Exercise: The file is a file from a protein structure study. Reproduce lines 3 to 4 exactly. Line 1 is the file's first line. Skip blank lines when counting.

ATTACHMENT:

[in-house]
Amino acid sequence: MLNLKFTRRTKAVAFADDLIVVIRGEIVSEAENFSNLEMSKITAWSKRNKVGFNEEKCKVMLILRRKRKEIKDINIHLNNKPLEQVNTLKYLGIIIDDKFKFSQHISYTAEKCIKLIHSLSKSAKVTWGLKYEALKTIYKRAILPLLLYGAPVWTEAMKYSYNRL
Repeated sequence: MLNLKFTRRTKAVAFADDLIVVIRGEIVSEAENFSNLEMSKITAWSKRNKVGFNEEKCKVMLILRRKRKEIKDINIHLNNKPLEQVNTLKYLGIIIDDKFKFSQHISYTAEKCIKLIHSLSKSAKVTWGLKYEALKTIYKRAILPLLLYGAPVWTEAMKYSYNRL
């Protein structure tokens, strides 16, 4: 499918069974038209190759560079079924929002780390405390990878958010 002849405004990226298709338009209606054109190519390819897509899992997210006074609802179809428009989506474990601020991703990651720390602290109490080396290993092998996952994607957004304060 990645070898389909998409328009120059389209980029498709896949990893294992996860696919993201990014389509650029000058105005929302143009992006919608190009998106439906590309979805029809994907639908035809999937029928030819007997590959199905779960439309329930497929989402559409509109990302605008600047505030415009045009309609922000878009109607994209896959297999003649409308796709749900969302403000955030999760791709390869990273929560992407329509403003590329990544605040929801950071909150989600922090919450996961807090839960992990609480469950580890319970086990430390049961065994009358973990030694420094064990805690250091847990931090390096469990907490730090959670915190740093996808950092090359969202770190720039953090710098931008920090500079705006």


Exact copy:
Repeated sequence: MLNLKFTRRTKAVAFADDLIVVIRGEIVSEAENFSNLEMSKITAWSKRNKVGFNEEKCKVMLILRRKRKEIKDINIHLNNKPLEQVNTLKYLGIIIDDKFKFSQHISYTAEKCIKLIHSLSKSAKVTWGLKYEALKTIYKRAILPLLLYGAPVWTEAMKYSYNRL
């Protein structure tokens, strides 16, 4: 499918069974038209190759560079079924929002780390405390990878958010 002849405004990226298709338009209606054109190519390819897509899992997210006074609802179809428009989506474990601020991703990651720390602290109490080396290993092998996952994607957004304060 990645070898389909998409328009120059389209980029498709896949990893294992996860696919993201990014389509650029000058105005929302143009992006919608190009998106439906590309979805029809994907639908035809999937029928030819007997590959199905779960439309329930497929989402559409509109990302605008600047505030415009045009309609922000878009109607994209896959297999003649409308796709749900969302403000955030999760791709390869990273929560992407329509403003590329990544605040929801950071909150989600922090919450996961807090839960992990609480469950580890319970086990430390049961065994009358973990030694420094064990805690250091847990931090390096469990907490730090959670915190740093996808950092090359969202770190720039953090710098931008920090500079705006």